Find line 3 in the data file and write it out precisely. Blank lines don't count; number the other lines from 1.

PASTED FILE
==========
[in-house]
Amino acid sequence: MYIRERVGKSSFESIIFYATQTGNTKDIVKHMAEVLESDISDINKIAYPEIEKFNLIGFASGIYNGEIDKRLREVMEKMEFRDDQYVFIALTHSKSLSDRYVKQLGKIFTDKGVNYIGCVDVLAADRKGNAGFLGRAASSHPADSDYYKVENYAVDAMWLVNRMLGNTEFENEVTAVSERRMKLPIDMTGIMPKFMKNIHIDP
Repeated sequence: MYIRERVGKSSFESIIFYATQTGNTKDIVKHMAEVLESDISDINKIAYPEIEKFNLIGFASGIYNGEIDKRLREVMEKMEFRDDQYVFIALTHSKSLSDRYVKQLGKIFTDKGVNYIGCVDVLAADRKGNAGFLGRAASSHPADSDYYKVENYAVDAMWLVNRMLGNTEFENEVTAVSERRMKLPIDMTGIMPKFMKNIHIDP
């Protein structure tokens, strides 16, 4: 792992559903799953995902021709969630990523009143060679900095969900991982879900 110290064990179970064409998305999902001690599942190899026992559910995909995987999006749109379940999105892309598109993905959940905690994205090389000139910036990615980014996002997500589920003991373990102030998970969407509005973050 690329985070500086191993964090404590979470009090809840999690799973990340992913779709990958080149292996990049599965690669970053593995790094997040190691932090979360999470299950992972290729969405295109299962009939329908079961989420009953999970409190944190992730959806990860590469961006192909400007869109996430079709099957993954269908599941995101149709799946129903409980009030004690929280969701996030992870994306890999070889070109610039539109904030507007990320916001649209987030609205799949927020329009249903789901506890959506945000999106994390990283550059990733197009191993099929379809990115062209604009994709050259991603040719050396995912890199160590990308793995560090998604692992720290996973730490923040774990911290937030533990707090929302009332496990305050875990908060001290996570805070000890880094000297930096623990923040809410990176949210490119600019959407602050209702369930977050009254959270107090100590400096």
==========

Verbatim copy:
Repeated sequence: MYIRERVGKSSFESIIFYATQTGNTKDIVKHMAEVLESDISDINKIAYPEIEKFNLIGFASGIYNGEIDKRLREVMEKMEFRDDQYVFIALTHSKSLSDRYVKQLGKIFTDKGVNYIGCVDVLAADRKGNAGFLGRAASSHPADSDYYKVENYAVDAMWLVNRMLGNTEFENEVTAVSERRMKLPIDMTGIMPKFMKNIHIDP